A Bitter Fight for Caesars Assets

Wall Street titans go to war over the assets of Caesars’ troubled casino empire
From left, Elliott Management’s Singer and Apollo Global Management’s Black Photographer, from left: Jacob Kepler/Bloomberg, Jonathan Alcorn/Bloomberg

Leon Black and Paul Singer got rich by outsmarting other people. For much of this year they’ve been trying to outsmart each other. Black’s Apollo Global Management and Singer’s Elliott Management battled over the fate of casino operator Caesars Entertainment, the company Apollo and TPG Capital acquired in a 2008 leveraged buyout. Caesars is burdened by lackluster properties and $25.5 billion of debt—some owned by Elliott—that came with the deal. Apollo wanted to preserve its ownership stake in Caesars, while Elliott was loath to accept less than it’s owed on its loans to Caesars. The showdown was “Godzilla vs. Godzilla,” says Erik Gordon, a professor at the Ross School of Business at the University of Michigan in Ann Arbor.

On Dec. 19, Apollo signed a tentative pact with Elliott and other creditors. The parties had to overcome clashing agendas and an acrimonious history. So great was the ill will between Apollo and Elliott that when Apollo held a pivotal negotiating session at its office in Manhattan, it didn’t invite Elliott, people with knowledge of the matter say. Caught in the middle were scores of companies holding Caesars debt, including KKR, Oaktree Capital Management, and Pacific Investment Management Co.—plus about 68,000 Caesars employees wondering if they’d have jobs. Fran McGill, an Apollo spokesman, called the deal “a significant step in Caesars’ ongoing efforts to create a sustainable capital structure” and “ensure the best outcome for all stakeholders.” An Elliott spokesman declined to comment.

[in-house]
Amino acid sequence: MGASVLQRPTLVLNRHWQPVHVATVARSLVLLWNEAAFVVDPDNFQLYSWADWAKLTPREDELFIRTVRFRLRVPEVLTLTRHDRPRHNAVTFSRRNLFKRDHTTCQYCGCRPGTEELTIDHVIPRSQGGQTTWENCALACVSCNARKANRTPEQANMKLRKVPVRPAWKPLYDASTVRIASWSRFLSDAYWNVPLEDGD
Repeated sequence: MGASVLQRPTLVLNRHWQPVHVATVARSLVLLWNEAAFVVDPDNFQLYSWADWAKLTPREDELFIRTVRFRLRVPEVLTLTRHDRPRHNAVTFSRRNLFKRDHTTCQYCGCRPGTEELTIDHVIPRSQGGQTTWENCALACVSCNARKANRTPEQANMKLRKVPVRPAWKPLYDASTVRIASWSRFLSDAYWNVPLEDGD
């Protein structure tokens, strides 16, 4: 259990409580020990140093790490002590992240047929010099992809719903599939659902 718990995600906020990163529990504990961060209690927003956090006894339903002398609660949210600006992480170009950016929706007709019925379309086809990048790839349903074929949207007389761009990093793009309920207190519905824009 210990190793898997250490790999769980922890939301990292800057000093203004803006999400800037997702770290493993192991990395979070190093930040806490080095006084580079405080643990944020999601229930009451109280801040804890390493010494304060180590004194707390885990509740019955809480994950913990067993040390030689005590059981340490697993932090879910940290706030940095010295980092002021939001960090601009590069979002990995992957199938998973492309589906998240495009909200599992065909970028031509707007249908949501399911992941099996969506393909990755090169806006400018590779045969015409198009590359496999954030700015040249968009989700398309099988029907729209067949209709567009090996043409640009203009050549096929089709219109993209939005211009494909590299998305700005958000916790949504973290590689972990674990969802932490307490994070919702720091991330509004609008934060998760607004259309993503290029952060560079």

Last year, Apollo and TPG formed a new company, Caesars Growth Partners, and used it to buy some of the few profitable pieces of Caesars, according to an Aug. 4 legal complaint by a group of creditors. They said Caesars sold three Las Vegas casinos and Harrah’s New Orleans for less than they were worth, leaving the creditors with what they called “toxic” casinos throughout the U.S. and a laundry in North Las Vegas that washed the Las Vegas casinos’ sheets.

Apollo and TPG didn’t buy the laundry because they had at first thought it might really be toxic—as in contaminated with poison. The facility, on an industrial stretch of road with arid mountains in the distance that turn purple in the desert twilight, looks a bit like the Los Pollos Hermanos laundry in the TV show Breaking Bad. After Apollo and TPG determined there were no environmental problems at the laundry, Caesars Growth bought it, too. The laundry transaction is a “perfect metaphor” for the moves that enriched Apollo and its partners and made a Caesars default “inevitable,” the creditors said in the complaint.